Category Archives: Uncategorized

Passing Universal Health Care Requires Votes. These Candidates Could Help Us Get There.

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This election, not only are we making a choice at the top of the ticket, but we also have the opportunity to elect candidates who will advance universal health care for Washingtonians and the nation. In 2018, Washington voters made tremendous strides in electing candidates who make fighting for health care a top priority. Let’s expand on these gains in 2020.

The HCHR 2020 Elections Subcommittee has sifted through the state and federal races and selected a few key races of most importance to healthcare based on these criteria:

  1. Does the candidate support health care as a right and state or federal legislation to move us towards universal and affordable health care?
  2. If both candidates profess to support universal health care, which one endorses the more progressive legislation (eg, Medicare for All rather than Public Option)?
  3. Is the race one whose outcome could advance the cause?
  4. Is the candidate in a tough race in which our support could make a difference? 

Based on these criteria, we think the following candidates are high-priority for health care advocates and Washingtonians. HCHR does not endorse candidates but encourages active support for these races.

Congressional:Legislative:
CD 3: Carolyn Long
CD 8:    Kim Schrier
CD 10:  Beth Doglio
LD 5, Senate:   Ingrid Anderson
LD 7, Rep. 1:  Georgia Davenport
LD 28, Senate: T’wina Nobles
LD 37, Rep. 2:  Kirsten Harris-Talley
LD 44, Rep.2:   April Berg

We encourage everyone to get involved in this election and we offer the following 2020 Election Opportunities — Forums, Texting, and Phone banks. Channel your Election  Angst into supporting candidates who will support the cause.

Pictured – Beth Doglio (CD 10, photo: Washington Wire), Carolyn Long (CD3) and Congress member Kim Schrier (CD 8).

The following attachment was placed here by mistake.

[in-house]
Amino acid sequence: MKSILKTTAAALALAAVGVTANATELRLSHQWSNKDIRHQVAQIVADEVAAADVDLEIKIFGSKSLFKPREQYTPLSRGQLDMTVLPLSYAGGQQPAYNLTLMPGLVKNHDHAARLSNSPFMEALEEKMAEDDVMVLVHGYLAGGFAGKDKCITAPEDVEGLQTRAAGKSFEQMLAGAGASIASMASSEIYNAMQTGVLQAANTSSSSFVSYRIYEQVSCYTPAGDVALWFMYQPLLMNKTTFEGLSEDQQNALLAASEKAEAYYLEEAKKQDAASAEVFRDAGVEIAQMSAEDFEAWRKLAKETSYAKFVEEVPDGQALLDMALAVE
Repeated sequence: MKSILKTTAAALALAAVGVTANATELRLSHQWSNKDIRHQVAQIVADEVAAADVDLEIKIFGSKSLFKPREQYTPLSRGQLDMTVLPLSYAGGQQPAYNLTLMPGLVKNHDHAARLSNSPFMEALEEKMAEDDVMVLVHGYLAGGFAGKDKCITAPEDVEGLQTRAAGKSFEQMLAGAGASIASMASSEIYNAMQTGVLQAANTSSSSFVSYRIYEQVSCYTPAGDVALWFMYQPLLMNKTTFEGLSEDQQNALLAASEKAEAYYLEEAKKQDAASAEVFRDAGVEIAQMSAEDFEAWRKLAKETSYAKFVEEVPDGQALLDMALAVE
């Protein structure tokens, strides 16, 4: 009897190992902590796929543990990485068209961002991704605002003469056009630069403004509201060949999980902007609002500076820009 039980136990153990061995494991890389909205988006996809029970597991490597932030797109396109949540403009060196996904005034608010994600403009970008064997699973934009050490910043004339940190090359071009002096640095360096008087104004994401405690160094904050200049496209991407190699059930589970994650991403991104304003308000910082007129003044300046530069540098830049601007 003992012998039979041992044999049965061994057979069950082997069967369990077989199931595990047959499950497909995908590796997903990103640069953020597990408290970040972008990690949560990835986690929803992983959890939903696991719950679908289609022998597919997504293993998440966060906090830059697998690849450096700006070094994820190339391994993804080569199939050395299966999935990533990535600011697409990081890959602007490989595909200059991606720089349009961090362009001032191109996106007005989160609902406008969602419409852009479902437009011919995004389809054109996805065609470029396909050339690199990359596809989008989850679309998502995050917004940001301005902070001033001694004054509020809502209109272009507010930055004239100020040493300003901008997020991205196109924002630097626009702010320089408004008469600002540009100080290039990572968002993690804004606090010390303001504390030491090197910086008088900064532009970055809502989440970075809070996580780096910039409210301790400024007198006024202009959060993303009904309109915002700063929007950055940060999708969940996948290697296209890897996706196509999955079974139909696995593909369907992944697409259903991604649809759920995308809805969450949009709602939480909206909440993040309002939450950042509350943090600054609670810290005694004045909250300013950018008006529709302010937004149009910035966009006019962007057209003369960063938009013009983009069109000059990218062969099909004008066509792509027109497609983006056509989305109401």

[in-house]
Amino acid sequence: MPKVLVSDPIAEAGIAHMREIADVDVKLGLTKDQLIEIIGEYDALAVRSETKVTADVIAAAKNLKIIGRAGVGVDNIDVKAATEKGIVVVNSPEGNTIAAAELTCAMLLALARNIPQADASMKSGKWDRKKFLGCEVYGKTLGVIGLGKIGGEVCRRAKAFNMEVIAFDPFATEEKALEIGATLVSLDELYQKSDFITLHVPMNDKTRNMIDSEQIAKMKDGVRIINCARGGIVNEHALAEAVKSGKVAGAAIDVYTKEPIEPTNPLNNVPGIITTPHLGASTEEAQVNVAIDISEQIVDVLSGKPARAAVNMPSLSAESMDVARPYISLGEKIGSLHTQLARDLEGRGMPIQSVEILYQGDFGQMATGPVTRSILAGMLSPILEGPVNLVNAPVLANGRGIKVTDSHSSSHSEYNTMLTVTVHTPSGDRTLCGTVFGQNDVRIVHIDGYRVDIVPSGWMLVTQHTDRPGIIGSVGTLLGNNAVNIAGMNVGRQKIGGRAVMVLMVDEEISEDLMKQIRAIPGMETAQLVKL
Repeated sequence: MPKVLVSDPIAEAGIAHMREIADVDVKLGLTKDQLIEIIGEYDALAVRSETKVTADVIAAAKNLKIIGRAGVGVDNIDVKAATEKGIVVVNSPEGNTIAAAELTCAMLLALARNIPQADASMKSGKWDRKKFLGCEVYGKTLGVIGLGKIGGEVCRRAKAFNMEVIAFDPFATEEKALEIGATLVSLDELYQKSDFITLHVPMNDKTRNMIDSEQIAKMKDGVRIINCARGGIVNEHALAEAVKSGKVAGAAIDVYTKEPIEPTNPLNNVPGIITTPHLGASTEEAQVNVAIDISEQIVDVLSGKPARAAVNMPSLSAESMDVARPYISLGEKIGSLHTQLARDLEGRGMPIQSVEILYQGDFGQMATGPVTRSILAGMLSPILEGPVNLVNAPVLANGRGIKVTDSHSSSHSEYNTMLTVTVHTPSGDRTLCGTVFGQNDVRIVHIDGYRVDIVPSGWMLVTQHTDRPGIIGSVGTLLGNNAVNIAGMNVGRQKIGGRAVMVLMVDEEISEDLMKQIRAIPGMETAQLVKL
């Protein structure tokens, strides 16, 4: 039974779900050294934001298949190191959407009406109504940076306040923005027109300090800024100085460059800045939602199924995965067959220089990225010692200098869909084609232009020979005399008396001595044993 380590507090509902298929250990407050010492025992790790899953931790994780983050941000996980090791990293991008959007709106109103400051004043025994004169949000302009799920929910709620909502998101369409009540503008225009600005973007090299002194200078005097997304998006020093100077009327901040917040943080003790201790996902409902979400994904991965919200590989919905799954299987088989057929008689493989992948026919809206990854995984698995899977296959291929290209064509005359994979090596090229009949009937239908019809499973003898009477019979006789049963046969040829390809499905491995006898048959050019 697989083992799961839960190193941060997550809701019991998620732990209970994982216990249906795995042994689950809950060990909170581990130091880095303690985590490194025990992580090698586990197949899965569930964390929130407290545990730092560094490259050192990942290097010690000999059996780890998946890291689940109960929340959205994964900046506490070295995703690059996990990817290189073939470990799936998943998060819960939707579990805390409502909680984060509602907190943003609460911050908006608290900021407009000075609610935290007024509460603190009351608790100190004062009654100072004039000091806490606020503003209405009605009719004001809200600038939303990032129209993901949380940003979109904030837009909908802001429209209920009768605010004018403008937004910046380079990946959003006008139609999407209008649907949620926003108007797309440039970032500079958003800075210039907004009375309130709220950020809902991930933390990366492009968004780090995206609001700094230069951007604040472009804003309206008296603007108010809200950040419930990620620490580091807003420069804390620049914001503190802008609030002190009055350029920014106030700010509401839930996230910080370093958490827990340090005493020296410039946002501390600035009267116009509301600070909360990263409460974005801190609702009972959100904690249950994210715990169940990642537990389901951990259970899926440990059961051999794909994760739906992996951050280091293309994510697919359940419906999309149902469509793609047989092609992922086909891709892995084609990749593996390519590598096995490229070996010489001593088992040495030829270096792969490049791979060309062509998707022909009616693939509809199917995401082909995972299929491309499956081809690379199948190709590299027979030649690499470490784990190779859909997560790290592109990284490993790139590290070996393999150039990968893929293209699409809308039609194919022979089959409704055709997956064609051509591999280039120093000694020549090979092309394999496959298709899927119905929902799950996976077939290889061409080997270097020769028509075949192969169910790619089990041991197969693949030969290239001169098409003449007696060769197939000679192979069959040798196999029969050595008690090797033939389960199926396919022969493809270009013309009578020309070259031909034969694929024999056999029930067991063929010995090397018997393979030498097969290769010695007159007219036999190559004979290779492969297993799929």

Circling beginning in the upper left – Ingrid Anderson (LD 5), Georgia Davenport (LD 7), April Berg (LD 44), Kirsten Harris-Talley (LD 37), T’wina Nobles (LD 28):

Another tragic story from our healthcare system

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Here is a story from a mother in Spokane, written up by Dr. Michael Huntington, who heard the story directly. She was asked if she would tell her story to the Universal Health Care Work Group on September 16, but her feelings were still too raw so it was submitted this way: 

Another tragic story from our health care system.

On September 10, 2020 during informal conversation prior to a One Payer States on-line educational session I spoke with a woman who lives in Spokane Washington. She told me about her daughter who just turned 26 and is losing access to health care insurance through her parents.  She does not know how she will afford health insurance. Her modest income may disqualify her from eligibility for Medicaid.

The daughter’s roommate died in mid-August, 2020 of COVID. The roommate had been ill for several days but was very worried about the cost of medical care. She adamantly refused to be taken in for attention. She died in an apartment bedroom as the daughter administered CPR.